Author Topic: Harvesting Sugar Cane  (Read 307 times)

elouicious

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Harvesting Sugar Cane
« on: January 12, 2022, 12:16:36 PM »
Hey All-

With the Temps nearing freezing in Texas it is officially time to harvest sugar cane-



A big shoutout to D-Grower on here who I bought the cuttings from a very long time ago at this point- I believe it is either the malaysian or florida red variety which you can see in the stalks-



First was the chop-





Next was cleaning-









Removing the exterior portion was a massive amount of labor-



But the cleaned up product looked nice and was very tasty for chewing-



Then 2 days of boiling, pour off, reduce and repeat-





And the final product-



sbtropic

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Re: Harvesting Sugar Cane
« Reply #1 on: January 12, 2022, 05:29:28 PM »
How good is the final product? How will you use it?

elouicious

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Re: Harvesting Sugar Cane
« Reply #2 on: January 12, 2022, 05:39:46 PM »
Let me just say sugar should be way more expensive for the amount of labor that went into this-

The final product is quite tasty though- and the red color is a real nice bonus-

I will mostly use it to sweeten cocktails or juices, maybe for a coffee or two-

I also have a dehydrator and might try to take some down to the crystalline form but this again is more work

eNorm

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Re: Harvesting Sugar Cane
« Reply #3 on: January 12, 2022, 06:05:51 PM »
This is a great pictorial but it does sound like quite a bit of work.  Could you elaborate on the below process a little?  I'm having trouble visualizing.  Is it multiple batches being boiled down or one batch?

"2 days of boiling, pour off, reduce and repeat-"

Thanks!

vall

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Re: Harvesting Sugar Cane
« Reply #4 on: January 12, 2022, 06:14:37 PM »
Sounds like making stock from bones.

Why do you need to peel the outside layer, is it bitter?
- Val

spaugh

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Re: Harvesting Sugar Cane
« Reply #5 on: January 12, 2022, 06:53:19 PM »
way easier to use a sugatcane press and then boil it down if your goal is to make syrup.  One 6ft cane makes about a pint of super sweet juice. 

the also sell a hand tool for peeling it like a carrot.  makes it much easier if you want to eat it.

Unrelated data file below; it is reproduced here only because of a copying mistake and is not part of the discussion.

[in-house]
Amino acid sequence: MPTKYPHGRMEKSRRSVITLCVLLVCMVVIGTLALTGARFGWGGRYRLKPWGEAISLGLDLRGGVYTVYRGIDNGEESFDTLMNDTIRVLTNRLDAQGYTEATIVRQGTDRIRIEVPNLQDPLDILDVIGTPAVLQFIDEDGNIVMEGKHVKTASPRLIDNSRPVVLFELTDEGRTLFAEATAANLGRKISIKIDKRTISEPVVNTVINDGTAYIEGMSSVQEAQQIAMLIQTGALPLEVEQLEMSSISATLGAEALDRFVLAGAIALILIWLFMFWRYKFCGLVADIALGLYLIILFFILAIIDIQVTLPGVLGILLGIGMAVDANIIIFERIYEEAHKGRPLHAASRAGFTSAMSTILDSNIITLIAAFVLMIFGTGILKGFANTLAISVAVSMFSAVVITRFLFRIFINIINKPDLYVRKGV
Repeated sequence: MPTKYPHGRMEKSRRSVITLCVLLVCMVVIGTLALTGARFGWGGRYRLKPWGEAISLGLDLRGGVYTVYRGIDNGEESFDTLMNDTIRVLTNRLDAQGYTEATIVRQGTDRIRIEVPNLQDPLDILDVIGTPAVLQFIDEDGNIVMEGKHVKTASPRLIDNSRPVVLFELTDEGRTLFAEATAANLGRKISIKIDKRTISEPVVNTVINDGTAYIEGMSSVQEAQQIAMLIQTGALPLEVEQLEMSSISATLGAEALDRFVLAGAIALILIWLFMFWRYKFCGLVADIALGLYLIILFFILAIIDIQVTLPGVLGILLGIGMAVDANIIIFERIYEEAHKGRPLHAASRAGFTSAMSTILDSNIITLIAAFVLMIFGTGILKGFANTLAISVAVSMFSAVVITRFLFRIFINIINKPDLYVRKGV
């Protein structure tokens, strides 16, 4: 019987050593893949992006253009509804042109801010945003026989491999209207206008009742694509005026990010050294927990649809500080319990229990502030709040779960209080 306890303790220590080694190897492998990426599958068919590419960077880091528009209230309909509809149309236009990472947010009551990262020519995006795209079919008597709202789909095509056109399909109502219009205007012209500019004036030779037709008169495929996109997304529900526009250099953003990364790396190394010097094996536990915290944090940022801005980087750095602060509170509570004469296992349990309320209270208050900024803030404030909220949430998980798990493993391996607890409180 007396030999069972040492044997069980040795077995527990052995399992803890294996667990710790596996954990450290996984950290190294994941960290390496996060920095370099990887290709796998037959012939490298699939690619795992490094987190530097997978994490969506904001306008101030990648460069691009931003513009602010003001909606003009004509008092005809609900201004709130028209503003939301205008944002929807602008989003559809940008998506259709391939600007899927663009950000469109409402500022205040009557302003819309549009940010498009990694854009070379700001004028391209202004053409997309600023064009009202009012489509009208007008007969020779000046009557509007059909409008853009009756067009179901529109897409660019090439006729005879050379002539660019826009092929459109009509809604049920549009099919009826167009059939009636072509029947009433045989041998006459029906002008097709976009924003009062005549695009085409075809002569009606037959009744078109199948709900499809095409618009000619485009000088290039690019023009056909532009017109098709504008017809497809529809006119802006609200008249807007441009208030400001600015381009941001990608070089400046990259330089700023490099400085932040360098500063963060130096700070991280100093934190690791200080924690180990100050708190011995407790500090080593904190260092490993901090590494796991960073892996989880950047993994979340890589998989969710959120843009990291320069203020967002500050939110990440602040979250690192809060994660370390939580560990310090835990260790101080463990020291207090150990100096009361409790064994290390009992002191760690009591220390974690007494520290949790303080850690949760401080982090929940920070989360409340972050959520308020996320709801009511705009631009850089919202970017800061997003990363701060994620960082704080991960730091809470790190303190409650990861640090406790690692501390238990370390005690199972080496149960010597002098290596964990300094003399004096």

Brad Spaugh

elouicious

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Re: Harvesting Sugar Cane
« Reply #6 on: January 16, 2022, 07:15:23 PM »
This is a great pictorial but it does sound like quite a bit of work.  Could you elaborate on the below process a little?  I'm having trouble visualizing.  Is it multiple batches being boiled down or one batch?

"2 days of boiling, pour off, reduce and repeat-"

Thanks!

This is the tricky part-

I covered the stalks with water once and boiled for 45 minutes, After tasting one of the stalks it was still quite sweet so I decided to pour it off into a smaller stockpot and re-cover the stems- I then boiled again until the color and sweetness was gone from them.

As Brad mentioned a sugar cane press would have been the much more efficient way to do this but I don't have one

NewGen

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Re: Harvesting Sugar Cane
« Reply #7 on: January 17, 2022, 05:31:47 PM »
Do you have to re-propagate sugarcane every spring? Do they regrow/resprout by themselves?
Thanks,

elouicious

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Re: Harvesting Sugar Cane
« Reply #8 on: January 17, 2022, 08:49:39 PM »
They regrow from the roots!

I have them in a pot to prevent them from invading into places I don't want

Plantinyum

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Re: Harvesting Sugar Cane
« Reply #9 on: Today at 01:49:10 AM »
They regrow from the roots!

I have them in a pot to prevent them from invading into places I don't want
about this, i dunno if its related to varieties or smt, but one grower in australia that has a gardening channel  grows alot of sugar cane and the plants do not seem to spread at all. They just grow at clumps which seem to do grow in size, but very slowly.
U should try to plant one and see if its a runner or a clumper, in ground u will get a bigger cropp and each cane will grow bigger.

 

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